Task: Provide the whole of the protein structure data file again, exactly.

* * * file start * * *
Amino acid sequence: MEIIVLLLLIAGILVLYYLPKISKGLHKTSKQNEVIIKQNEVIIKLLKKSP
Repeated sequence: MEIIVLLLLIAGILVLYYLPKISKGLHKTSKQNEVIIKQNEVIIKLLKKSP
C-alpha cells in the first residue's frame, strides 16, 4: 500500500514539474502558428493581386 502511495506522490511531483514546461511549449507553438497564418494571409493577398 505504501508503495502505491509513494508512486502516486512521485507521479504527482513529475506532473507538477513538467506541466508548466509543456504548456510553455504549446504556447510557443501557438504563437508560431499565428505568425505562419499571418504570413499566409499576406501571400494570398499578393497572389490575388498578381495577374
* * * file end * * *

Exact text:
Amino acid sequence: MEIIVLLLLIAGILVLYYLPKISKGLHKTSKQNEVIIKQNEVIIKLLKKSP
Repeated sequence: MEIIVLLLLIAGILVLYYLPKISKGLHKTSKQNEVIIKQNEVIIKLLKKSP
C-alpha cells in the first residue's frame, strides 16, 4: 500500500514539474502558428493581386 502511495506522490511531483514546461511549449507553438497564418494571409493577398 505504501508503495502505491509513494508512486502516486512521485507521479504527482513529475506532473507538477513538467506541466508548466509543456504548456510553455504549446504556447510557443501557438504563437508560431499565428505568425505562419499571418504570413499566409499576406501571400494570398499578393497572389490575388498578381495577374